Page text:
The fear that unschooled children will become wild, illiterate, unrefined, unemployable, hedonistic beggar adults is somewhat understandable, but doesn’t seem justified to me. First of all, “despite” our schooling, a frighteningly, despair-inducingly high proportion of individuals in our society turn out this way anyway.

Second, the fact that people who don’t undergo a formal system of preparation/indoctrination may be unprepared to do for society what we’d like them to is not something that a democratic society ought to be proud of. While I hesitate to support the original provocative quotation (which got us all into this beautiful mess) by turning to yet another provocative quotation – I think there’s something important in this passage from Philip Slater’s 1970 book The Pursuit of Loneliness, which blew my mind in much the same way as Jensen’s Endgame and Henry’s Culture Against Man.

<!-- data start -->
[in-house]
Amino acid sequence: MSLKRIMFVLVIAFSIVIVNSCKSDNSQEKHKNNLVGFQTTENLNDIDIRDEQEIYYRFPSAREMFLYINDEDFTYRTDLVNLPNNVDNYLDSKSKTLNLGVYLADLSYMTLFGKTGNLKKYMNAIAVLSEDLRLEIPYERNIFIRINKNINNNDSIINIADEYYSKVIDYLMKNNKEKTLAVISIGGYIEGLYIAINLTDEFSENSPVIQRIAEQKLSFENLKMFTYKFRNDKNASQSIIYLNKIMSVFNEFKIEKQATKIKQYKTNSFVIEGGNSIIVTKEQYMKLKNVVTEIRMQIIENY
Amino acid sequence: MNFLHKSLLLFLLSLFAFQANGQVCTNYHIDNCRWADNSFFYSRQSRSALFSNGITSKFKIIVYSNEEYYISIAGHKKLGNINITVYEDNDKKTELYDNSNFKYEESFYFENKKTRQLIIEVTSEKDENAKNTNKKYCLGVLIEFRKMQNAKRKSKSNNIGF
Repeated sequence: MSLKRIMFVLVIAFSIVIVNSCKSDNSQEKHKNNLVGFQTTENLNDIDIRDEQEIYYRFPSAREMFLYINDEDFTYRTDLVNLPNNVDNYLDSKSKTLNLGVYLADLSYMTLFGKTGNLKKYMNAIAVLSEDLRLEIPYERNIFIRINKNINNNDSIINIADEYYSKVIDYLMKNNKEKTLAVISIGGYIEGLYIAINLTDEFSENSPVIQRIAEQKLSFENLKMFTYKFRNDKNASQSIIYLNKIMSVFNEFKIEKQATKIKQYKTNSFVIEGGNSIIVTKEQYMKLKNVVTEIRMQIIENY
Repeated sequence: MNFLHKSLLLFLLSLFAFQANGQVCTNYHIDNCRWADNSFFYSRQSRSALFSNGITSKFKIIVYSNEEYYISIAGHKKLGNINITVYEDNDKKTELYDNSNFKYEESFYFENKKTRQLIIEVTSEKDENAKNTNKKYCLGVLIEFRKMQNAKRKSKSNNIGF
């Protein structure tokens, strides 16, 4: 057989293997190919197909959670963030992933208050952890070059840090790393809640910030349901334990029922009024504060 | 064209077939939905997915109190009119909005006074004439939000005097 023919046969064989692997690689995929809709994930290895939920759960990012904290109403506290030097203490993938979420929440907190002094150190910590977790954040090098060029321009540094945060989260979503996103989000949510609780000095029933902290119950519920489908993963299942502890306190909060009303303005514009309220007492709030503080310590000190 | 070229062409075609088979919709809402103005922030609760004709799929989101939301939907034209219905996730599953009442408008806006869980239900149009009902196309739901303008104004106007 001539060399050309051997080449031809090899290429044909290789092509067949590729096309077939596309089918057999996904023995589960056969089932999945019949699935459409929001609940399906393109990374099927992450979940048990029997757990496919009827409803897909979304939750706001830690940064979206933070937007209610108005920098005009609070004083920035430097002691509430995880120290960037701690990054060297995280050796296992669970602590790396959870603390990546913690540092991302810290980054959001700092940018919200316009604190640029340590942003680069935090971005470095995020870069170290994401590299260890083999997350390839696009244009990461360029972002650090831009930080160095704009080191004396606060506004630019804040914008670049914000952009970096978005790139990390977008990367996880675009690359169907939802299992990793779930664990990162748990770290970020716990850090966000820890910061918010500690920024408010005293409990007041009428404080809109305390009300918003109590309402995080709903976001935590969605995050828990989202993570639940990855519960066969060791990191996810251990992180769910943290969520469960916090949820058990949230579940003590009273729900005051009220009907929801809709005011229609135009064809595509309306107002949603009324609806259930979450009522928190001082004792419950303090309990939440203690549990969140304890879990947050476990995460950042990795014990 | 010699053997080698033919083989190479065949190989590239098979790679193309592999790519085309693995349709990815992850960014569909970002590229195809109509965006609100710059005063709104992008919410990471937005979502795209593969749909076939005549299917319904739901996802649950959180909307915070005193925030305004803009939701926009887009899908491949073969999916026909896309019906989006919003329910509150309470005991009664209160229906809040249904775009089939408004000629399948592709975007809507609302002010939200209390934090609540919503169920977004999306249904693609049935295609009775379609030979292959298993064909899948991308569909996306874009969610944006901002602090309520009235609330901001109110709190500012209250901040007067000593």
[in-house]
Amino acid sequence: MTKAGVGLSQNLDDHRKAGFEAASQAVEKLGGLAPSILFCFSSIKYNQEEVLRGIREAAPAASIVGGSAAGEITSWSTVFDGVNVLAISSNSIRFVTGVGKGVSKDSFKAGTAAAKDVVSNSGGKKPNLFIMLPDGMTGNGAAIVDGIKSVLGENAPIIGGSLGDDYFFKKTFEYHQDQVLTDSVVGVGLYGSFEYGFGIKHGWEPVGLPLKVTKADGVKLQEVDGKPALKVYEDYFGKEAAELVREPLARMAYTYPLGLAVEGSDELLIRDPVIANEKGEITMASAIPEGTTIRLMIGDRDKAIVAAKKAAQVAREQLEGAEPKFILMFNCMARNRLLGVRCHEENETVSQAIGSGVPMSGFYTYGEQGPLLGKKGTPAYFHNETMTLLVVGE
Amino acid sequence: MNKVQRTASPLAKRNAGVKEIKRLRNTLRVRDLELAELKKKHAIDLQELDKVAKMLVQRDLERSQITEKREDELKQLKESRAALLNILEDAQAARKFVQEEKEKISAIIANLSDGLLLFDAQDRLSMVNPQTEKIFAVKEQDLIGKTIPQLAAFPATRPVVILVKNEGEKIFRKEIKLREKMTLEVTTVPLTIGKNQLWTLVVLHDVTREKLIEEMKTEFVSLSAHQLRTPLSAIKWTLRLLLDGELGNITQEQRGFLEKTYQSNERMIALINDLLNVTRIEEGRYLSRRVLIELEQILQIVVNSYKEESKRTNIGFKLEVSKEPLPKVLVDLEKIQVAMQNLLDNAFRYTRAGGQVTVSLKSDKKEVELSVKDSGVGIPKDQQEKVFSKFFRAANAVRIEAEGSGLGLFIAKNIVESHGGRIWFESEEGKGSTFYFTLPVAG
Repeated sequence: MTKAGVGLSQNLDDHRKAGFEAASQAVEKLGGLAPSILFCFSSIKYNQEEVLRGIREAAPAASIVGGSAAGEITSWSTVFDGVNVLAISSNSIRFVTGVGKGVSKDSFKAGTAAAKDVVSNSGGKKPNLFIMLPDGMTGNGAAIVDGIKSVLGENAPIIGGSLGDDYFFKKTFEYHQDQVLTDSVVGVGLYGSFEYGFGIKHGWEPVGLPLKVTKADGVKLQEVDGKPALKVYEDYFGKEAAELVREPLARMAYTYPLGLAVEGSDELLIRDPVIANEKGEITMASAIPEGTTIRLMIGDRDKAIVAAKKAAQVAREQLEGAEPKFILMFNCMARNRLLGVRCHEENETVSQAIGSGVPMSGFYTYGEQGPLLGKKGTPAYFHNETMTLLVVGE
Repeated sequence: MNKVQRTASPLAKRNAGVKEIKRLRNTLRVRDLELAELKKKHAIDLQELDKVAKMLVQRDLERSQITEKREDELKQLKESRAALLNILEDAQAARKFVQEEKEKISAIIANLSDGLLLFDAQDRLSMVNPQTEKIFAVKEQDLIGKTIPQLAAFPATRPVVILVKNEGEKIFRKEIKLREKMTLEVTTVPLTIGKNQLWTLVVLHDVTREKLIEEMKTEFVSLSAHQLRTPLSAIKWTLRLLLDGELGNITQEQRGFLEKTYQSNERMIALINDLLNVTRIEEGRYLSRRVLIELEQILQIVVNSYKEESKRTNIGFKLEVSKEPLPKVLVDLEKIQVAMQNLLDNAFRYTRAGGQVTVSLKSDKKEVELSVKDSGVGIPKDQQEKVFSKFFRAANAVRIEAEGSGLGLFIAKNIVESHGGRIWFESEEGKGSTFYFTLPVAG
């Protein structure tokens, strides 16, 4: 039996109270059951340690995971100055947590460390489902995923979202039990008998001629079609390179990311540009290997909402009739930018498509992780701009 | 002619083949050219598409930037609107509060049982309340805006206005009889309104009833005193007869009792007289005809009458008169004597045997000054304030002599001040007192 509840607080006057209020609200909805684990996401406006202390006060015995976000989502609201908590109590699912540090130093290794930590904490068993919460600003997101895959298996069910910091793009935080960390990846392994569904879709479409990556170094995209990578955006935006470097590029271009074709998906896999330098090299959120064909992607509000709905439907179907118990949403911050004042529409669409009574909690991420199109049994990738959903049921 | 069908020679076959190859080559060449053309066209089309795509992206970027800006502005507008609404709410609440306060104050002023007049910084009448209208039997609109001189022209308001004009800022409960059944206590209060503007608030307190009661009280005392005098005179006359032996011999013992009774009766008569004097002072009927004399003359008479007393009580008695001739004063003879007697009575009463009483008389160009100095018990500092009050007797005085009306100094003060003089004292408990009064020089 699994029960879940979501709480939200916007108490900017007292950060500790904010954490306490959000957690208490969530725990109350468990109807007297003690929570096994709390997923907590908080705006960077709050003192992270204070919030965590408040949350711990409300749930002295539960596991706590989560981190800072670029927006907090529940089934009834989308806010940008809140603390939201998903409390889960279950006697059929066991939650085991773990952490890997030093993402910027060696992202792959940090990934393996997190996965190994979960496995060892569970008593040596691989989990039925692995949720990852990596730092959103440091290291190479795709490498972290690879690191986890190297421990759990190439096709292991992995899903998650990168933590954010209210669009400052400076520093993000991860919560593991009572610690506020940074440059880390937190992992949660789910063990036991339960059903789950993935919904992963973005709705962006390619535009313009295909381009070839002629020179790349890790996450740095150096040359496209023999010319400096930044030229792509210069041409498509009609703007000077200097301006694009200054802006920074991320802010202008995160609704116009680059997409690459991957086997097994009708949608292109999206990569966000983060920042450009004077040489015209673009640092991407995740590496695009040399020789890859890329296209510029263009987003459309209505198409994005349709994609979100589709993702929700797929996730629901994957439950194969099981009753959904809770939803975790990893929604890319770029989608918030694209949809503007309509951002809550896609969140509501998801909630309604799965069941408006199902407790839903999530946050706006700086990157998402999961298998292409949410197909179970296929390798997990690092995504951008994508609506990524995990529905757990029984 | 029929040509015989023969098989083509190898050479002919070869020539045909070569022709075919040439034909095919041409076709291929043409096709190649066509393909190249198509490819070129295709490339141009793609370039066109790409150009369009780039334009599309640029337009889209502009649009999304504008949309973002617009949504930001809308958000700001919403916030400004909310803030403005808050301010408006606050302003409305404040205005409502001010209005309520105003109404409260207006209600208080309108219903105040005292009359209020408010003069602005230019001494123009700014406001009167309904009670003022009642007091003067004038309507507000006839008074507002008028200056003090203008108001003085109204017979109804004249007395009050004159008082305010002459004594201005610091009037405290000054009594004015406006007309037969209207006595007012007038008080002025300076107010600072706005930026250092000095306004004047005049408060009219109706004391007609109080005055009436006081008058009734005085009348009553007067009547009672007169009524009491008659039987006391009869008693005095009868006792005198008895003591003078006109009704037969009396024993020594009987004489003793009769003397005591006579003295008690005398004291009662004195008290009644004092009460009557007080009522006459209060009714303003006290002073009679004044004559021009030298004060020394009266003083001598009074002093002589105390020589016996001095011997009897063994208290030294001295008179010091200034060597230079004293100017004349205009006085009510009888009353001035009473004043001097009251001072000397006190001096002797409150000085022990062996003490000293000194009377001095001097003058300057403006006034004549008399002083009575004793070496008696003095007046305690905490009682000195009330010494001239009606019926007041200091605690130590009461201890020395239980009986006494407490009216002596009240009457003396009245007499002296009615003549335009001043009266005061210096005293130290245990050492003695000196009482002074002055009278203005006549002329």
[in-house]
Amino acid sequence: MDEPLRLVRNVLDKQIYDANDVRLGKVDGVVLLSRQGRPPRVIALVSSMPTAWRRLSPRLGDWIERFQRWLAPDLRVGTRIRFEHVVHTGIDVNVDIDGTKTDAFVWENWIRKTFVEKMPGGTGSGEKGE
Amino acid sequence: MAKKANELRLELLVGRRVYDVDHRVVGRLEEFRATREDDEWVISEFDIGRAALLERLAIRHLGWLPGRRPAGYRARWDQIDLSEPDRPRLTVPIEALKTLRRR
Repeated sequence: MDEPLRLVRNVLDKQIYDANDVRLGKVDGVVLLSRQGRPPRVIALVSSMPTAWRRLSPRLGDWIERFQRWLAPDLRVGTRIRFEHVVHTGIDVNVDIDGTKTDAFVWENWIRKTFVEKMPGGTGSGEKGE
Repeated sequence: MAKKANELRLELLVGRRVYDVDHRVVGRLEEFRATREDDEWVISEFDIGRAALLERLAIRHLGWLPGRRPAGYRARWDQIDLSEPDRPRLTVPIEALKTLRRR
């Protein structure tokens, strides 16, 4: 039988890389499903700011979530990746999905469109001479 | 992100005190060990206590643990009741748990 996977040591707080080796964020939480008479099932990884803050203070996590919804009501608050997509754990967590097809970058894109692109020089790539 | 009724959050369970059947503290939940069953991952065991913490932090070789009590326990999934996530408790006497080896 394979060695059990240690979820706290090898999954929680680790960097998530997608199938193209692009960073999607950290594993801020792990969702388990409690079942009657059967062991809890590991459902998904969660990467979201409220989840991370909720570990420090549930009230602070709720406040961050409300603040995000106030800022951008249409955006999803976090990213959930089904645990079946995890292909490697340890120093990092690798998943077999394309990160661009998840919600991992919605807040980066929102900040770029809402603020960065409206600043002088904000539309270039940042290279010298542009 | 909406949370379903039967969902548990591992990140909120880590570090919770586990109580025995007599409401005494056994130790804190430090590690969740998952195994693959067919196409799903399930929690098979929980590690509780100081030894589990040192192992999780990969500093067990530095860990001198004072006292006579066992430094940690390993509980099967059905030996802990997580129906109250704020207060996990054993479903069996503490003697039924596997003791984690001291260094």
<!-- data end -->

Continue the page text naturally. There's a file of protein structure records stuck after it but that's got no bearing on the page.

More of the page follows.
“Some of this resistance [i.e. resistance to the changes in social structure proposed by the hippies and radicals of the late 60s] comes from the old culture’s dependence upon the substitutes and palliatives that its own pathology necessitates. ‘Without all these props, wires, crutches, and pills,’ it adherents ask, ‘how can I function? Without the “extensions of man” I am not even a person. If you take away my gas mask, how can I breathe this polluted air? How will I get to the hospital without the automobile that has made me unfit to walk?’ These questions are serious, since one cannot in fact live comfortably in our society without these props until radical changes have been made – until the diseases that necessitate these palliatives have been cured. Transitions are always fraught with risk and discomfort and insecurity, but we do not enjoy the luxury of postponement. No matter how difficult it seems to to engage in radical change when all is changing anyway, the risk must be taken.” (151)